For the last 20 years the Liberal Democrats have been confusing themselves and others as to their identity. Those who believed that they are a progressive, left-of-centre party will have found the creation of the Conservative-Liberal coalition and the party's collaboration in Cameron and Osborne's plans for deep and early cuts in public spending particularly bewildering. However, to regard the Lib Dems as a straightforwardly left-of-centre party is a mistake. A better understanding of the party will reveal that its decision to enter coalition is neither the surprise nor the disaster for progressive politics that it might first appear.
I joined the party at the time of the Iraq War, hoping that it might take up the struggle for social democracy that had been abandoned by Labour under Tony Blair. I was swiftly forced to come to terms with the fact that social democracy was not the dominant strand of thinking within the party.
In certain parts of the country Lib Dems presented themselves as the softest of soft conservatives. Others were old fashioned liberals who believed in equidistance from Labour and the Conservatives. Meanwhile, the rising stars of the party were contributors to the ‘Orange Book’, which urged the party to embrace the economic liberalism of the free-market.
On important issues such Europe, civil liberties, constitutional reform, localism and a strong commitment to the environment the Lib Dems are united. But sensible and attractive policies in important areas do not amount to an overarching philosophy. On the great bread-and-butter questions of tax, the economy, public services the Liberal Democrats have found it difficult to unite around a clear set of beliefs. The historical division between social liberals such as Keynes and Beveridge and free-market liberals cuts through the party today.
However, the party does have a distinctive character that permits it to make a special contribution to our public life. As an internally democratic party, its character reflects that of its members who are, to a high degree, middle class, educated, civic minded and slightly technocratic. This makes for an approach to politics that is rational and pragmatic has little time for the romanticism, the visceral class bias, or the lurches into populism that characterise the politics of the other mainstream parties.
The Lib Dems have few policy shibboleths or ideological loadstars. Although there are members of the party disposed to free market and others in favour of greater state involvement in the economy, the party as a whole is open-minded and is not anchored to any instinctive commitment to the economic policies of the traditional right or left.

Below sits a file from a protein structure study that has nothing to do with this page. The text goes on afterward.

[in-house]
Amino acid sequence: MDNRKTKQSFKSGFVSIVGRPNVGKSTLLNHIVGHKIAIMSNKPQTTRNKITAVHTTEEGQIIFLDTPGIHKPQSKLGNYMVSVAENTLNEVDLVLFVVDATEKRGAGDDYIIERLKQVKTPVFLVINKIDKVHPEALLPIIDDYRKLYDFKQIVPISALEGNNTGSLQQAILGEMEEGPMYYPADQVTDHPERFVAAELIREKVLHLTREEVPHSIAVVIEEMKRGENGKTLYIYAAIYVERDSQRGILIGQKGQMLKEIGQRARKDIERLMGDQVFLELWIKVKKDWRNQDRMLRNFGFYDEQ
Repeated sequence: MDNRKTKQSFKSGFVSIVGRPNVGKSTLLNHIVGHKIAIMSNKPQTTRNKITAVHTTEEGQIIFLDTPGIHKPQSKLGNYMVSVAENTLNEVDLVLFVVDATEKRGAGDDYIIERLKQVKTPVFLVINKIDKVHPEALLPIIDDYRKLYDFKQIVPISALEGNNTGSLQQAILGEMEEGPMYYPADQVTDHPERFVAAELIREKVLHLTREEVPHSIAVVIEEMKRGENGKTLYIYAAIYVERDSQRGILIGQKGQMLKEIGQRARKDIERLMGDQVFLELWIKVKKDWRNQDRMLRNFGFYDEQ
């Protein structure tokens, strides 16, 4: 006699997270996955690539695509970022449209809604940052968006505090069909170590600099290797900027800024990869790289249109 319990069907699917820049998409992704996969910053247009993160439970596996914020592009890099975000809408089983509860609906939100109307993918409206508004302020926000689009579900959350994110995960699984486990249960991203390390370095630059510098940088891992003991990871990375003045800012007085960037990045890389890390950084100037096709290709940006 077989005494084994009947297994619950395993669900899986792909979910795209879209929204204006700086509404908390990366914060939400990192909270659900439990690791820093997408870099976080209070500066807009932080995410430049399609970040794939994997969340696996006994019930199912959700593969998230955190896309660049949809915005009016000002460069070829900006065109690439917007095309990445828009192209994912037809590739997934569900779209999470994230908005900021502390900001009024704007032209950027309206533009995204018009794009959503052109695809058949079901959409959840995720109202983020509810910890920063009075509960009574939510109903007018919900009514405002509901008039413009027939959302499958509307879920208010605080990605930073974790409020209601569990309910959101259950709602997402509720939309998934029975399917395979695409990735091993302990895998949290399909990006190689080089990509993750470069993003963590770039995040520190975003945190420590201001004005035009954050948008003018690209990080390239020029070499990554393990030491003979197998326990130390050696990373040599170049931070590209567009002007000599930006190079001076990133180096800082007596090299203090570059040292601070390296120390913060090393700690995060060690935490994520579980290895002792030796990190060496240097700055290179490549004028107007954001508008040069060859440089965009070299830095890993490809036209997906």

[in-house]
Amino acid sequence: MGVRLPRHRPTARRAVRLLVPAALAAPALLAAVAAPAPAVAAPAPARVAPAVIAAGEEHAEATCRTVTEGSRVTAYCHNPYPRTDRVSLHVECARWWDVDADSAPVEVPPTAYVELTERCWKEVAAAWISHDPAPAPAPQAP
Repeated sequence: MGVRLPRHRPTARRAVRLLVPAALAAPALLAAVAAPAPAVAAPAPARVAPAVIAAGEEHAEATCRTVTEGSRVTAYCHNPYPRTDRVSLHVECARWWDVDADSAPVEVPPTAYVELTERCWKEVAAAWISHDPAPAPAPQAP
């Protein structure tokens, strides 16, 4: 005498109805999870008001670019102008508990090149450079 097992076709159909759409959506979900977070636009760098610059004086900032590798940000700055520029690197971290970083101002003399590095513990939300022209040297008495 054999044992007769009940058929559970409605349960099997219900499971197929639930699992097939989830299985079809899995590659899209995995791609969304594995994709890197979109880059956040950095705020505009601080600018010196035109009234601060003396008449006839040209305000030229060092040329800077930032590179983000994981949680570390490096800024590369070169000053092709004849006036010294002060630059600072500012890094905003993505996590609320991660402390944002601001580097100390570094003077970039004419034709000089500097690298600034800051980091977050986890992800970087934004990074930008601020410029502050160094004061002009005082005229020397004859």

It is this openness and independence of thought, as well as its distance from the pressures and temptations of power that has enabled the Liberal Democrats to look further than the other parties in identifying the public good. Its approach to the environment is a prime example of the Lib Dem approach to politics. There is no particular reason of principle or philosophy why Lib Dem’s should have been more sensitive to the concerns about the environment than Labour or the Conservatives. However, both in its national policy making and in the actions of many local councils it has been the only mainstream party to begin to respond adequately to the greatest political challenge of our age.
The Liberal Democrats and the many non-party organisations that have recently sprung up in the UK and which aim to reform politics and renew democracy, have about them an echo the Progressive movement in American politics at the beginning of the 20th century. That movement represented an outpouring of civic energy from educated citizens who sought to promote democracy, attack political corruption, curb the power of corporations, protect the environment and reinvigorate public life of the nation. In short, to rescue American society from the ravages of an era of unregulated capitalism.
However, the Progressive movement provides a warning to modern reformers. Narrowly middle class, high minded and technocratic, they had only limited success in changing American politics and society. Unlike the later New Deal Democrats, or the post-war European social democratic parties, they failed to coombine their far sighted understanding of the public good to policies that met ordinary voter’s demand for economic security.
It must be hoped that as the damage caused to our society by gross economic inequalities and the rampant marketisation of our culture becomes ever more obvious, the Lib Dems will start to unite around recognisably social democratic principles, realising the electoral advantage of doing so and realising also that their goals of environmental protection, a stronger civil society and a renewal of democratic politics can only be realised alongside a clear commitment to social justice.
Right now no such unity of understanding exists within the party but the coalition with the Conservatives should not be regarded as a definitive shift to the right. The same independent, unpredictable spirit that lead the party to enter the coalition will ensure that the fact that Liberal Democrat ministers sit in the cabinet, does not inhibit sustained thinking about the future direction of the party.
Labour supporters may deride the decision of the Lib Dems to enter the coalition, but the Labour party made its own pact with the right when it elected Tony Blair as leader. It was a deal from which Labour failed to extricate itself under the leadership of Gordon Brown.
It is a sobering thought that at this point neither the Lib Dems nor Labour provide a social democratic alternative to the market-populism that has dominated British politics since 1979. In the next few years the battle for social democracy must take place within the two parties as much as between them.
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